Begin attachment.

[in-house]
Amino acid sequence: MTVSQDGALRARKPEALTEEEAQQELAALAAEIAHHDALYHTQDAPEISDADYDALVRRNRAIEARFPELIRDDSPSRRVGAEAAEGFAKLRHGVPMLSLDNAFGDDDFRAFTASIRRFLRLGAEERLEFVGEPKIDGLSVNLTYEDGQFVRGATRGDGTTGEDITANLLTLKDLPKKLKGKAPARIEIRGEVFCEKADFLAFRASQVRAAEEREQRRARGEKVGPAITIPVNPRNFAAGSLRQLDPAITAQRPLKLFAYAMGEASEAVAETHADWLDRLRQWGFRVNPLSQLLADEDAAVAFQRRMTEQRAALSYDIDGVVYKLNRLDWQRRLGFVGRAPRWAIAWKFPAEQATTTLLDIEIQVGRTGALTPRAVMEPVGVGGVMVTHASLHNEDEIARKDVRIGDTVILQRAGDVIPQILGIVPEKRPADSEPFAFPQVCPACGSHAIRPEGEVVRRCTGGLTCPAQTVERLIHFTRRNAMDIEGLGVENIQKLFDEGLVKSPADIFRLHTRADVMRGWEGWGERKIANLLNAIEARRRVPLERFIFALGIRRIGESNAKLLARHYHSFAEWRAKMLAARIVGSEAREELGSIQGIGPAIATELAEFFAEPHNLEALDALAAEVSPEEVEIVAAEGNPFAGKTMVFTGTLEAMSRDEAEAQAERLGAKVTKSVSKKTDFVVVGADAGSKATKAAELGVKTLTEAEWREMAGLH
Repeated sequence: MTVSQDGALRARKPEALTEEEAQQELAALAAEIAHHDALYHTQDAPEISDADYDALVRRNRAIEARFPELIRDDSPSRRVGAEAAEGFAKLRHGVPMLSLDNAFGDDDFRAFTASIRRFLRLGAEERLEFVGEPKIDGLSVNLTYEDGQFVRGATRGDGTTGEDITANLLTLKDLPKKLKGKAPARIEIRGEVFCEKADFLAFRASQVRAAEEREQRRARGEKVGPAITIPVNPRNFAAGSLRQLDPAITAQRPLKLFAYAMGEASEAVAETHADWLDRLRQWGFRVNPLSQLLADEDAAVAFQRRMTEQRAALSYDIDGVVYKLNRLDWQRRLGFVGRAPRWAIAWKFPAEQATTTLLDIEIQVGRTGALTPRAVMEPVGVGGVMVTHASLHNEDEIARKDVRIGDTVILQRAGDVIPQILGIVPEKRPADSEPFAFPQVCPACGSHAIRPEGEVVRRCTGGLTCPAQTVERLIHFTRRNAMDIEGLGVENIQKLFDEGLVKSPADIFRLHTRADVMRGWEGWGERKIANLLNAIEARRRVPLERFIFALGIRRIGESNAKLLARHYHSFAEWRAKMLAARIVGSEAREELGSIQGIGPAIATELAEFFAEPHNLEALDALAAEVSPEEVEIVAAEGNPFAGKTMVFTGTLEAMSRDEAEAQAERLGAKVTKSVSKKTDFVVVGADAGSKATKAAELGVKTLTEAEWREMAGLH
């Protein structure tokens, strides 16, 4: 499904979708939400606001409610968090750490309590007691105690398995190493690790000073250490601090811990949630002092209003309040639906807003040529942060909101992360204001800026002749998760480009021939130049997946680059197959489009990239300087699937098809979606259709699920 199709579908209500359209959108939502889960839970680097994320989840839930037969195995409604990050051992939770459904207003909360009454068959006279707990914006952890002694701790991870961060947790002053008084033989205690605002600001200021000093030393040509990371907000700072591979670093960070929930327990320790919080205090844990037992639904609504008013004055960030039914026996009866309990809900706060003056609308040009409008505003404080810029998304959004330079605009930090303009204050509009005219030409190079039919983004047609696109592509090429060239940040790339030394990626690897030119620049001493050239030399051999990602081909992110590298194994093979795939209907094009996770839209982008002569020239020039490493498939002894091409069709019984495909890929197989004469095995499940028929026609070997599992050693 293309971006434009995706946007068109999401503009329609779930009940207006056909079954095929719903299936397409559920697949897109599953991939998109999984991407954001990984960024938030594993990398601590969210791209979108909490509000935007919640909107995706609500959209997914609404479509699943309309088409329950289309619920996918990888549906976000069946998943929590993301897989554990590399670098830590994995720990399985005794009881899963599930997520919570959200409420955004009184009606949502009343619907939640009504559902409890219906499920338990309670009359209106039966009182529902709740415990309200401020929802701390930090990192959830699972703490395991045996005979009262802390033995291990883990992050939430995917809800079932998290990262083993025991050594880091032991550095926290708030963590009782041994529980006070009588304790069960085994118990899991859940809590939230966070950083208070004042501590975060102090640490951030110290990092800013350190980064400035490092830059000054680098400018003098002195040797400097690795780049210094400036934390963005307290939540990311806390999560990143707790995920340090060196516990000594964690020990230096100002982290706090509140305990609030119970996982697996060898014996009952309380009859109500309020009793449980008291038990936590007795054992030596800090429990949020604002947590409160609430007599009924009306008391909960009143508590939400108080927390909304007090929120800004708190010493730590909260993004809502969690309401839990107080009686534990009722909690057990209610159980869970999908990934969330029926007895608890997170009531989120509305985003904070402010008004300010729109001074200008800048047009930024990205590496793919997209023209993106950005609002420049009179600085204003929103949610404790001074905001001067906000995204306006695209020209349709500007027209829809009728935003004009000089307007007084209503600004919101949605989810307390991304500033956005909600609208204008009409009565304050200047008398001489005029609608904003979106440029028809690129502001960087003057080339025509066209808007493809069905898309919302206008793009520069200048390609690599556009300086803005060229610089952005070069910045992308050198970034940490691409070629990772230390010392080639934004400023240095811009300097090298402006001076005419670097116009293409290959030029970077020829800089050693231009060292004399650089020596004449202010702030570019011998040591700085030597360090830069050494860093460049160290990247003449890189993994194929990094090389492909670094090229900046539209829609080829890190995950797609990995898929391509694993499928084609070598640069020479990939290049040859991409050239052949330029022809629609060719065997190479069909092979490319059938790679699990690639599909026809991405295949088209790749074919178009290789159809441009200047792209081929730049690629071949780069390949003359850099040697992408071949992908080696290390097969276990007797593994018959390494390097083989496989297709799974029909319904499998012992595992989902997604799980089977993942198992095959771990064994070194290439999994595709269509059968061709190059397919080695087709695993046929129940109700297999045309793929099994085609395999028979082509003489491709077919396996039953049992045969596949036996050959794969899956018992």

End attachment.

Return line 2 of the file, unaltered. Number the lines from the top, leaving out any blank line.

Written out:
Amino acid sequence: MTVSQDGALRARKPEALTEEEAQQELAALAAEIAHHDALYHTQDAPEISDADYDALVRRNRAIEARFPELIRDDSPSRRVGAEAAEGFAKLRHGVPMLSLDNAFGDDDFRAFTASIRRFLRLGAEERLEFVGEPKIDGLSVNLTYEDGQFVRGATRGDGTTGEDITANLLTLKDLPKKLKGKAPARIEIRGEVFCEKADFLAFRASQVRAAEEREQRRARGEKVGPAITIPVNPRNFAAGSLRQLDPAITAQRPLKLFAYAMGEASEAVAETHADWLDRLRQWGFRVNPLSQLLADEDAAVAFQRRMTEQRAALSYDIDGVVYKLNRLDWQRRLGFVGRAPRWAIAWKFPAEQATTTLLDIEIQVGRTGALTPRAVMEPVGVGGVMVTHASLHNEDEIARKDVRIGDTVILQRAGDVIPQILGIVPEKRPADSEPFAFPQVCPACGSHAIRPEGEVVRRCTGGLTCPAQTVERLIHFTRRNAMDIEGLGVENIQKLFDEGLVKSPADIFRLHTRADVMRGWEGWGERKIANLLNAIEARRRVPLERFIFALGIRRIGESNAKLLARHYHSFAEWRAKMLAARIVGSEAREELGSIQGIGPAIATELAEFFAEPHNLEALDALAAEVSPEEVEIVAAEGNPFAGKTMVFTGTLEAMSRDEAEAQAERLGAKVTKSVSKKTDFVVVGADAGSKATKAAELGVKTLTEAEWREMAGLH